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Dieppe - 80th Anniversity of 1942 Raid

  • 13-08-2022 4:04pm
    Moderators, Society & Culture Moderators Posts: 9,587 Mod ✭✭✭✭

    I am reading the accouunt of the Dieppe Raid (August 18th 1942) in new book, Operation Jubilee: Dieppe, 1942: The Folly and the Sacrifice by Patrick Bishop. The author attempts to be fair to the participants of this operation and has written an interesting sketch of the strengths and weaknesses of those involved: especially Mountbatten. A central theme seems to be that military operations that occur for no practical political purpose, as this was, can more easily drift into a disaster, as the Dieppe raid did.


  • Registered Users Posts: 2,620 ✭✭✭donaghs

    While Dieppe as an operation was a massive Allied failure, it’s interesting that one part of it, Lord Lovat’s 4 Commando achieved their objectives. taking out a German coastal battery, and made it back to Britain with relatively minimal casualties.

  • Registered Users Posts: 5,136 ✭✭✭bobbyss

    Wasn't this the raid that the Canadians, who had been hanging around England unoccupied, insisted they be part of and of whom a heavy price was paid?

    Have been reading about about it recently funnily enough and read that the beach was stoney which impeded tanks or machinery. In fact I think all tanks had to be abandoned?

    But surely they would have done reconnaissance and studied the conditions?

  • Moderators, Society & Culture Moderators Posts: 9,587 Mod ✭✭✭✭Manach

    It was indeed, but the reports were downplayed as it was felt that the mission objectives (such as they were) overrode the risk. This decision seems to be a type of litmus test about Mountbatten: those who disliked him place the blame firmly on his shoulders whilst his supporters blamed his subordinates for not bring the reports to his attention.

  • Registered Users Posts: 5,136 ✭✭✭bobbyss

    I don't know much about Mountbatten but I have read that he was incompetent, he loved dressing up and being seen in fancy military unform (But that would apply to most royals I reckon. Prince Andrew and Harry and indeed the whole lot of them just love the uniforms and the attention). He also was pushy I believe wanting a family member to be married to Diana and also wanting his name to taken by the Windsors. A snob of the worst kind. But Dieppe was Canada's Waterloo. I think also much animosity from the Canadians at those huge losses. But Churchill must have approved of the raid?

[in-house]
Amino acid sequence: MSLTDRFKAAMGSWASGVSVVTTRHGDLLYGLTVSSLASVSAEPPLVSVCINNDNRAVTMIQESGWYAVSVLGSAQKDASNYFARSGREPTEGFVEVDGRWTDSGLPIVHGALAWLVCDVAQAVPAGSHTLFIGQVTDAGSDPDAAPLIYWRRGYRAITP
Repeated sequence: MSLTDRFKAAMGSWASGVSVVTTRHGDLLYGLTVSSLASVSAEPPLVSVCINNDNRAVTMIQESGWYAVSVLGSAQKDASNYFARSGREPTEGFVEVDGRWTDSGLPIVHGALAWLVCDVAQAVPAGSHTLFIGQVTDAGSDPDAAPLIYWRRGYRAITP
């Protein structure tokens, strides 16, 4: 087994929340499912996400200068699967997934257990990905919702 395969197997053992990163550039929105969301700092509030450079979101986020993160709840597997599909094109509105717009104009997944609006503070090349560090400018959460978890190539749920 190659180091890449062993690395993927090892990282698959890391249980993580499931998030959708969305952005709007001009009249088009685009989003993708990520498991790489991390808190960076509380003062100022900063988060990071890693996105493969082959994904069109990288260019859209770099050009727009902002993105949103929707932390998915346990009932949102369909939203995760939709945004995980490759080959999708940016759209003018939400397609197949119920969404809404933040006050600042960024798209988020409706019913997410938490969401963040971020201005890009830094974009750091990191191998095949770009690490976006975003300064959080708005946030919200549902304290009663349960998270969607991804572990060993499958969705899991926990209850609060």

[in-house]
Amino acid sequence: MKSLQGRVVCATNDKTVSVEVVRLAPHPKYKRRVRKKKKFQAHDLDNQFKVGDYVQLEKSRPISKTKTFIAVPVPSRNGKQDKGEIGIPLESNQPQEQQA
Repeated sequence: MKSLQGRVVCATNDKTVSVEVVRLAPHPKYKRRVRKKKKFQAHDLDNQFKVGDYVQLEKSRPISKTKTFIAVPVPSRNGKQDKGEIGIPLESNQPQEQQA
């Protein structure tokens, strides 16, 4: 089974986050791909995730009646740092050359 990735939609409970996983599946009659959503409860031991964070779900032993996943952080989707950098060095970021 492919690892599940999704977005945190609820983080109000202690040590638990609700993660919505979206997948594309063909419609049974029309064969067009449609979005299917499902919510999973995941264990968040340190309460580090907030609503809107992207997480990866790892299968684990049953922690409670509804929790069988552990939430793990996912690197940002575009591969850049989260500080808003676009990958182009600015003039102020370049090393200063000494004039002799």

• Moderators, Society & Culture Moderators Posts: 9,587 Mod ✭✭✭✭Manach

    I'm on the fence on Mountbatten's personal qualities as the sources are akin to marmite on him: love/hate. However, the Canadian's themselves prior to the raid were very keen to be involved according to the book. On Churchill, he needed a morale booster for domestic consumption and seems to have regarded Montbatten as a protege, so was inclinced to approve the raid for those reasons.

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  • Moderators, Society & Culture Moderators Posts: 16,053 Mod ✭✭✭✭Manic Moran

    There is a recent book out in which it is claimed that Dieppe was in reality a cover operation for an intelligence raid which was successful. That the primary obective of the raid had nothing to do with intel-gathering on landing capabilities.

    I think it's a bit of a stretch, but I am willing to accept that there may have been a dual/attached mission. I engaged the author on it on Facebook, as I recall, and his arguments weren't weak, just not what I would find convincing.

  • Registered Users Posts: 932 ✭✭✭Notmything

    Think I read the same book.

    I'm far from knowledgeable on Dieppe but don't remember hearing or reading this take before the book in question.

    Seemed to be offered asa justification for the Canadian losses given their senior command at the time had been pushing for their troops to see action.

  • Moderators, Society & Culture Moderators Posts: 16,053 Mod ✭✭✭✭Manic Moran

    I p am willing to consider that it is the result of newly uncovered archive information. I have done it myself, run into material in the archives which contradicts decades of prior professional writings. However, I am less inclined (without having read the book, I jus Thad an FB exchange with the author) to agree with him that the sole “go” factor was the intel requirement. But again, I haven’t read the materials, so I must consider the possibility of it being correct.